Ups, Downs, and In Betweens for the Fall Semester

MSU Athletics and Bobcat Nation: Thumbs Up

Bobcat football has enjoyed a stellar season this year including recent big wins against the Griz last month and Stony Brook last week in the first game of the FCS Playoffs. With this great success plus a volleyball victory in Missoula, Montana State fans in Bozeman and beyond have cause to celebrate.

Major Scholarship Winners: Thumbs Up

Two MSU students and one MSU Residence Life staff member received major national scholarships this year. Bryan Vadheim became the first MSU student to be awarded the Marshall Scholarship, while MSU student and Student Regent Joe Thiel along with Billings-born, Langford desk clerk Amanda Frickle (who attended the College of Idaho in Caldwell, Idaho) walked away with Rhodes scholarships. As MSU continues to produce high-achieving students, we pause to notice that UM isn’t quite holding up their end of the state.

College of Business Tree Removal: Thumbs Sideways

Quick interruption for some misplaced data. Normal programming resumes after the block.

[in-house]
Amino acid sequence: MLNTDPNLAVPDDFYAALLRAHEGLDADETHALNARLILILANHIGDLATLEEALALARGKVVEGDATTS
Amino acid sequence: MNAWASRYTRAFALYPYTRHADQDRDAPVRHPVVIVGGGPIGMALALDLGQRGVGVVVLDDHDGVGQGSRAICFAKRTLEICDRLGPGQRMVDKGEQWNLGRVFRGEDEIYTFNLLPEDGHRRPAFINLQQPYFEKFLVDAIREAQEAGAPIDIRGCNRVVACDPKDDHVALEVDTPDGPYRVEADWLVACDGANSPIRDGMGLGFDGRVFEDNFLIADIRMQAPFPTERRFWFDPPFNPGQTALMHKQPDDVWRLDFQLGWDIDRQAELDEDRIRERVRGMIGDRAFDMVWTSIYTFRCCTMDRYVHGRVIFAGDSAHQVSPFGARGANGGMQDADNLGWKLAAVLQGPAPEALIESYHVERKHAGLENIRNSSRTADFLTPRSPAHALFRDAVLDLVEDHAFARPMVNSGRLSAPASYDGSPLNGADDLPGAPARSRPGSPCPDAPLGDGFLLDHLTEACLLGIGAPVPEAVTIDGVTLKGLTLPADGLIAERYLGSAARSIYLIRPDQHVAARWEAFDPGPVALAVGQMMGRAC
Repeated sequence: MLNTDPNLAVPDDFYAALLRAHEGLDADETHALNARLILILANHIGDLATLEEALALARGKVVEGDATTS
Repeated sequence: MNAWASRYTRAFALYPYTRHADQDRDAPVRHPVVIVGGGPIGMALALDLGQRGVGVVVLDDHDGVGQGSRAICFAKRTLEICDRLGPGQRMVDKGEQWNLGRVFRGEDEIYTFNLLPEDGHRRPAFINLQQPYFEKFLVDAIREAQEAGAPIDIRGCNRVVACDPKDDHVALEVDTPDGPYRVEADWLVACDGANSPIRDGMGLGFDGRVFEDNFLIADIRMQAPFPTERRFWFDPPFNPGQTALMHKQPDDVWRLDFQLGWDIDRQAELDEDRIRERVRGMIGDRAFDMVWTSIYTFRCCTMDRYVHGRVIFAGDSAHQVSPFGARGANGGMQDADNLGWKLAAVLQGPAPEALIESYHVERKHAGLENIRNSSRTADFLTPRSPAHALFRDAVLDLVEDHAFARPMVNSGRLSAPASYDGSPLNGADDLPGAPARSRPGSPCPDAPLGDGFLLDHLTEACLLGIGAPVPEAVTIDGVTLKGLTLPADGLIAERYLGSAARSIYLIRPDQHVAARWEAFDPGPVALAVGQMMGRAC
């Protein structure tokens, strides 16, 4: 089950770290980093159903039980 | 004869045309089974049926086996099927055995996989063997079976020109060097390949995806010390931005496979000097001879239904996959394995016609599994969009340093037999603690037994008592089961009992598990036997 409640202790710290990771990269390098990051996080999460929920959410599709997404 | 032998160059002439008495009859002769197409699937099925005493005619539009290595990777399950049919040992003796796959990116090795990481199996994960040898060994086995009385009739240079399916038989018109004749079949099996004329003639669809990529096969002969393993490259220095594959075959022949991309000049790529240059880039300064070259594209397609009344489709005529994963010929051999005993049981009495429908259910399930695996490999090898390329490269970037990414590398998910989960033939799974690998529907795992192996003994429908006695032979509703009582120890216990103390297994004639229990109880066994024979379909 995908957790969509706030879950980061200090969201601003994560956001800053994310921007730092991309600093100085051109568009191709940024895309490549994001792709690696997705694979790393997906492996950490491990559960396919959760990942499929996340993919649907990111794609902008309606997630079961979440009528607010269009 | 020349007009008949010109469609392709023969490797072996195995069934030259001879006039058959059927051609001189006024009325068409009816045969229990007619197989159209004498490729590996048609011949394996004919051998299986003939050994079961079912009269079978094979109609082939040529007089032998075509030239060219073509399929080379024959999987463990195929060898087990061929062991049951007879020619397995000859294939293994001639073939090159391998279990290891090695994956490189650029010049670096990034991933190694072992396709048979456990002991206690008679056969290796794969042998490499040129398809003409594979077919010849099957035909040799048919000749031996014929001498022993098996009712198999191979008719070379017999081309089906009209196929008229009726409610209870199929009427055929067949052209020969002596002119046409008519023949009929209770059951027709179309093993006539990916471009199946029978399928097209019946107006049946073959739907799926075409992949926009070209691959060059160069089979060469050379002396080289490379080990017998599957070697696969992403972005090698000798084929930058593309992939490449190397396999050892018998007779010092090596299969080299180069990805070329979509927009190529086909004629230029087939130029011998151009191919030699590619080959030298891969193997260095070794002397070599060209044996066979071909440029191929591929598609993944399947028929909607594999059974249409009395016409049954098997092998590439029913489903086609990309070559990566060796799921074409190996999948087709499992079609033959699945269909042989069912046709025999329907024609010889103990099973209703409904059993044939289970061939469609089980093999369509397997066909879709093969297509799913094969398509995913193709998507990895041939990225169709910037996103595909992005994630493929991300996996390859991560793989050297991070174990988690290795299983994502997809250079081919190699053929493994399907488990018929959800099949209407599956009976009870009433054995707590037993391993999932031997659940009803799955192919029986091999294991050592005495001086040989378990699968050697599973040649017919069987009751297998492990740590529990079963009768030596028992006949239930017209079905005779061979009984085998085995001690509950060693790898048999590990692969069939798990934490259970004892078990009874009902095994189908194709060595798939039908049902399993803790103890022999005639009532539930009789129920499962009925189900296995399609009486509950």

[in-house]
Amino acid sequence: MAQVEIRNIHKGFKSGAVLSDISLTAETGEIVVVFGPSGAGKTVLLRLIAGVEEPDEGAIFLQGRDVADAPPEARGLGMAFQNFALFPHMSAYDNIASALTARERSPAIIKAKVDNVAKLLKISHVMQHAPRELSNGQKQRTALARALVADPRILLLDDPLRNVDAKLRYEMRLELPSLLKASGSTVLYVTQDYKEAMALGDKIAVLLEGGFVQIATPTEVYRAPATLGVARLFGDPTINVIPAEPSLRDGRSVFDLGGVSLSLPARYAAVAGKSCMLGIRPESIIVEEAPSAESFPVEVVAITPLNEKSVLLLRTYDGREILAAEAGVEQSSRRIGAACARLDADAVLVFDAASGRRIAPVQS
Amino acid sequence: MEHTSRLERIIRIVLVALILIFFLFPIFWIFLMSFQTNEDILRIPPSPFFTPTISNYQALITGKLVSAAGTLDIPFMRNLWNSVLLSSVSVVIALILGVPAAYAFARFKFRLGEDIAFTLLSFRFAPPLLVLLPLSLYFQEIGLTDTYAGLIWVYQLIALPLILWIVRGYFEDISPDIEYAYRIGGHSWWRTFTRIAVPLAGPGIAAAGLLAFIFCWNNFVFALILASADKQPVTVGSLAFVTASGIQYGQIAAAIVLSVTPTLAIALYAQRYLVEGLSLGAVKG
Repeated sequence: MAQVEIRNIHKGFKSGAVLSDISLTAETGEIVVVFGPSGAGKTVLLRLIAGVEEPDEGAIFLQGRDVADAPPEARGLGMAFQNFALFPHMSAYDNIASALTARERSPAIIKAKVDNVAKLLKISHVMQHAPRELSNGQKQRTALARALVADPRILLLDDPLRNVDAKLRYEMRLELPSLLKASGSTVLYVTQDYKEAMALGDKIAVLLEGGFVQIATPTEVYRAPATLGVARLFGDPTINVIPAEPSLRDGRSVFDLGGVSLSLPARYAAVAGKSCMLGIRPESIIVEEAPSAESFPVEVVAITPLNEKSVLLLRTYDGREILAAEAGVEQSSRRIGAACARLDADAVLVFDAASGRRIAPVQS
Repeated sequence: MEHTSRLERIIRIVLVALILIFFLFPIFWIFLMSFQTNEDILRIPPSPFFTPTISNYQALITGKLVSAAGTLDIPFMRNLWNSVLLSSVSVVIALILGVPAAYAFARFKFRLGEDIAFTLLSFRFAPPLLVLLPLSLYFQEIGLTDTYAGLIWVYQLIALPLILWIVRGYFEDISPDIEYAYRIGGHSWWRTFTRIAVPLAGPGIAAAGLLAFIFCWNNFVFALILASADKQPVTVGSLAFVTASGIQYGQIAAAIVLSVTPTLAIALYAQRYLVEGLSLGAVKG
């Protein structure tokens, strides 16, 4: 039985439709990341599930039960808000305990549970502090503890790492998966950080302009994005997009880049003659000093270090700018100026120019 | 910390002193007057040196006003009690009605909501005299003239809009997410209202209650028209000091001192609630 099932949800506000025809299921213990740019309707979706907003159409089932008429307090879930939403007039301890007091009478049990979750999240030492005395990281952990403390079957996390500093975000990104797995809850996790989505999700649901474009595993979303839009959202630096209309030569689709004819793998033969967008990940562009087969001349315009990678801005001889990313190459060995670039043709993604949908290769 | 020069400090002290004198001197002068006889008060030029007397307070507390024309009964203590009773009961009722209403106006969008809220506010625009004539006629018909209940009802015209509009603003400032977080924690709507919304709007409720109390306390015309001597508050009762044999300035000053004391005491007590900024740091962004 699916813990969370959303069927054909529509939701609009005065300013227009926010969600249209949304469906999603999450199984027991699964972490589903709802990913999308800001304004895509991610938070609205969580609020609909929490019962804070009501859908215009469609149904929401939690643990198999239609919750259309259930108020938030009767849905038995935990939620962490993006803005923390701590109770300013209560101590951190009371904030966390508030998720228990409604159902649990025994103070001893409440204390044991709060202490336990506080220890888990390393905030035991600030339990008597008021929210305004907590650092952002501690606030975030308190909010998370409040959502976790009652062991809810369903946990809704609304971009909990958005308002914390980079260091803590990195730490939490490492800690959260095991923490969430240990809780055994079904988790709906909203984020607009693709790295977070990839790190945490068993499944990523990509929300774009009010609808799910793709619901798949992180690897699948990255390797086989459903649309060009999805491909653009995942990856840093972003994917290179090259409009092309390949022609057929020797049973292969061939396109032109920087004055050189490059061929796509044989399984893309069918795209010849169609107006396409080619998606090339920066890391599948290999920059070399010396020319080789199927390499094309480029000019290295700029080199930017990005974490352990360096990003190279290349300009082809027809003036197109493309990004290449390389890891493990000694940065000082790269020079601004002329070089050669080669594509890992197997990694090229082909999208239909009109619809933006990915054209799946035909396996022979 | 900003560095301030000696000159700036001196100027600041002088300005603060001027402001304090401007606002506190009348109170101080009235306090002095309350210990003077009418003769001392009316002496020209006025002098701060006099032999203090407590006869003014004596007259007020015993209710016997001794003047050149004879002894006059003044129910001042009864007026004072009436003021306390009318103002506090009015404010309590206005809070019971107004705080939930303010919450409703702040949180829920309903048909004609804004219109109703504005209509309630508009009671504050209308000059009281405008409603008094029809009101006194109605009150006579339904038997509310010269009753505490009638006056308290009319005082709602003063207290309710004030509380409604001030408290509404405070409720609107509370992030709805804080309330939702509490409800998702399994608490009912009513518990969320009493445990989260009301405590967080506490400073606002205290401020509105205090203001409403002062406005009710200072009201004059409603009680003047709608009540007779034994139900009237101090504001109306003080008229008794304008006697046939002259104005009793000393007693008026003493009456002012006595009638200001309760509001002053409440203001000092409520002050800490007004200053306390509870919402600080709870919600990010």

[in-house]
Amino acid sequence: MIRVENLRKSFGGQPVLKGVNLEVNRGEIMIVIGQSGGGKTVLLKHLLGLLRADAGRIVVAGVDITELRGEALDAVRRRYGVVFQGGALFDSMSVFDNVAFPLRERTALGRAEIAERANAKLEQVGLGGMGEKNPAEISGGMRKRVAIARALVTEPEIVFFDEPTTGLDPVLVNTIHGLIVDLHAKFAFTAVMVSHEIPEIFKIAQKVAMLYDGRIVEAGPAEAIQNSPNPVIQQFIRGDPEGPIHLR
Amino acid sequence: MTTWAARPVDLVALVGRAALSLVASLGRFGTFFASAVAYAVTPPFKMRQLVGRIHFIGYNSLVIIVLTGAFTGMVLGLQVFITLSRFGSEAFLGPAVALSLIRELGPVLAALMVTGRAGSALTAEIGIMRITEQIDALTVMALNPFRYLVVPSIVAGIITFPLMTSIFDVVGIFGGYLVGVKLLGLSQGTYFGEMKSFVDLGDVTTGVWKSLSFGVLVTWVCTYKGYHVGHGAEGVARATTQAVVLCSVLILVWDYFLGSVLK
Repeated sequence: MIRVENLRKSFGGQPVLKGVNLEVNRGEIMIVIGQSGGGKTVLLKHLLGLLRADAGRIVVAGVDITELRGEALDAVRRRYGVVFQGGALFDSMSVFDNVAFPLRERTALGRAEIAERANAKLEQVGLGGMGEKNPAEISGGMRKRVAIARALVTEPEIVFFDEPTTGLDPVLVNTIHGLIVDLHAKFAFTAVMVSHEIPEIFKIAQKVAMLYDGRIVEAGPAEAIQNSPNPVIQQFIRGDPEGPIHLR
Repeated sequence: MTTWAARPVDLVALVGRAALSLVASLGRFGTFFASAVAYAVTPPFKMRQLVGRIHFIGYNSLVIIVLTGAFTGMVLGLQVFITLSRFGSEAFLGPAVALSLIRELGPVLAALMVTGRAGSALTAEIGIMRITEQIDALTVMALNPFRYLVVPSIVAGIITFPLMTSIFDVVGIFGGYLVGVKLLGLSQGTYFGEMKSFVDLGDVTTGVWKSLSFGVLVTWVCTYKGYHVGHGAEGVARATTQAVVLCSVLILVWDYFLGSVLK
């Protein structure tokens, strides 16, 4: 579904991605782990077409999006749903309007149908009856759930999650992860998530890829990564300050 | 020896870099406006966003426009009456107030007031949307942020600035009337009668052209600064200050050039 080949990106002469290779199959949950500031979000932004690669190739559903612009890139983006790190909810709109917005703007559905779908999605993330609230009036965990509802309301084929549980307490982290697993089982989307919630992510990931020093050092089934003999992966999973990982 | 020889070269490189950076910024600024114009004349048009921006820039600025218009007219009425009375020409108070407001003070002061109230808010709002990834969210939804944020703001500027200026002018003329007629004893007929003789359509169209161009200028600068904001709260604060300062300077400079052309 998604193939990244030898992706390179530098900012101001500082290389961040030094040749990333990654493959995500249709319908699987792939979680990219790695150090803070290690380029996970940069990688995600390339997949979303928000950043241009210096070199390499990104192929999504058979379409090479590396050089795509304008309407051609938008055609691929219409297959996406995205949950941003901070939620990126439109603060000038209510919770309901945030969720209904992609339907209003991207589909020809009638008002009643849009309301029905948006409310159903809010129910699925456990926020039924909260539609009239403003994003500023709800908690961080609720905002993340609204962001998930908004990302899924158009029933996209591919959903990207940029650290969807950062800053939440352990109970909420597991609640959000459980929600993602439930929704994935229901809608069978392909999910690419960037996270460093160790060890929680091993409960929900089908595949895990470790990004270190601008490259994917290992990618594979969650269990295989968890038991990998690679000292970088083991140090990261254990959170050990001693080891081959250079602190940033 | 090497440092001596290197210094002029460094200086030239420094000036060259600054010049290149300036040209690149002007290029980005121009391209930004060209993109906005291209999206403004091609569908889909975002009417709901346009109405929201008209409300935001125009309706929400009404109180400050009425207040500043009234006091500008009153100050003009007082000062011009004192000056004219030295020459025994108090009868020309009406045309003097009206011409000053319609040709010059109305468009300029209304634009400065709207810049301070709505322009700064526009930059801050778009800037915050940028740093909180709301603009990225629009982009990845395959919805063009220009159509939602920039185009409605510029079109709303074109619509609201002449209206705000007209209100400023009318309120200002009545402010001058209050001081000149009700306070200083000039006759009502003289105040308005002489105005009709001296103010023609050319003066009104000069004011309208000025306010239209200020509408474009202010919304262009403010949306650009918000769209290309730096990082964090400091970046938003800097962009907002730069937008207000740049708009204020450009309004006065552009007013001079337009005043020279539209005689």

On one hand, the administration held several open forums last spring on the location of the new CoB building; on the other, the public had no reason to think the decision might have controversial . If the administration had stated the million-dollar question (trees or parking spaces) in the invitation, they may have found their forums more populated.

Dead Week and Finals Season: Thumbs Down

As soon as students returned from Thanksgiving break, final presentations, papers and projects started their heavy downfall, foreshadowing the terrors of dead and finals weeks. Perhaps  inspired to pass on their knowledge by the looming shadow of the apocalypse, professors have whipped up a flurry of homework that has left students physically buried in a pile of assignment sheets, empty energy drink cans and broken aspirations.

Enrollment and Residence Halls: Thumbs Down

Following the temporary housing issue of August and September, we were surprised when the Strategic Plan unveiled this year by Cruzado and her committee set a goal for a 15 percent increase in undergraduate admission by 2019 — without mention of building new residence halls. Those who recall Residence Life’s unlikely feat of accommodating all students in the halls this year might start to wonder if they can repeat this in coming years, or if they’ll just shove the freshman in the halls, lock the door and let natural selection do its work.